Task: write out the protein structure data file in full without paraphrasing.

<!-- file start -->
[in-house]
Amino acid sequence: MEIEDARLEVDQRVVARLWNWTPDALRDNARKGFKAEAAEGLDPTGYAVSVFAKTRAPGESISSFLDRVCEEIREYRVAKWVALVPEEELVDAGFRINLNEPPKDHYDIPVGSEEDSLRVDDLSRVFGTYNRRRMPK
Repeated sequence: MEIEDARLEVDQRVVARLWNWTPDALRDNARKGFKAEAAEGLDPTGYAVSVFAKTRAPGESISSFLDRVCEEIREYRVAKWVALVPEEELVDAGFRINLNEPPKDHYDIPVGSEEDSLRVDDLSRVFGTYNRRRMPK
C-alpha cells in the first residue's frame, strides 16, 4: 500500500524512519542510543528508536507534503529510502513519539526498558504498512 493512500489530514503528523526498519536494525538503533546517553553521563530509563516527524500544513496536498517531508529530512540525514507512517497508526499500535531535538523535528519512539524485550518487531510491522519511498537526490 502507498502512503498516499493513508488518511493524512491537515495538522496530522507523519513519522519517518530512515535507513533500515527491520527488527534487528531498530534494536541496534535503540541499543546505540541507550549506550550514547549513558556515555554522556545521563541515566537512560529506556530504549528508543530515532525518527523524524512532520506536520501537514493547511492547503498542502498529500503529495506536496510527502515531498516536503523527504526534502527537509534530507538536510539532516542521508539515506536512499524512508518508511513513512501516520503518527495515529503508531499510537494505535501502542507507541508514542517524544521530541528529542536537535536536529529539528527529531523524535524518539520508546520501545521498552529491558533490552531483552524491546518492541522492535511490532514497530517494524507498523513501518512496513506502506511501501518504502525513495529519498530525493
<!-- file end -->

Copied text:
[in-house]
Amino acid sequence: MEIEDARLEVDQRVVARLWNWTPDALRDNARKGFKAEAAEGLDPTGYAVSVFAKTRAPGESISSFLDRVCEEIREYRVAKWVALVPEEELVDAGFRINLNEPPKDHYDIPVGSEEDSLRVDDLSRVFGTYNRRRMPK
Repeated sequence: MEIEDARLEVDQRVVARLWNWTPDALRDNARKGFKAEAAEGLDPTGYAVSVFAKTRAPGESISSFLDRVCEEIREYRVAKWVALVPEEELVDAGFRINLNEPPKDHYDIPVGSEEDSLRVDDLSRVFGTYNRRRMPK
C-alpha cells in the first residue's frame, strides 16, 4: 500500500524512519542510543528508536507534503529510502513519539526498558504498512 493512500489530514503528523526498519536494525538503533546517553553521563530509563516527524500544513496536498517531508529530512540525514507512517497508526499500535531535538523535528519512539524485550518487531510491522519511498537526490 502507498502512503498516499493513508488518511493524512491537515495538522496530522507523519513519522519517518530512515535507513533500515527491520527488527534487528531498530534494536541496534535503540541499543546505540541507550549506550550514547549513558556515555554522556545521563541515566537512560529506556530504549528508543530515532525518527523524524512532520506536520501537514493547511492547503498542502498529500503529495506536496510527502515531498516536503523527504526534502527537509534530507538536510539532516542521508539515506536512499524512508518508511513513512501516520503518527495515529503508531499510537494505535501502542507507541508514542517524544521530541528529542536537535536536529529539528527529531523524535524518539520508546520501545521498552529491558533490552531483552524491546518492541522492535511490532514497530517494524507498523513501518512496513506502506511501501518504502525513495529519498530525493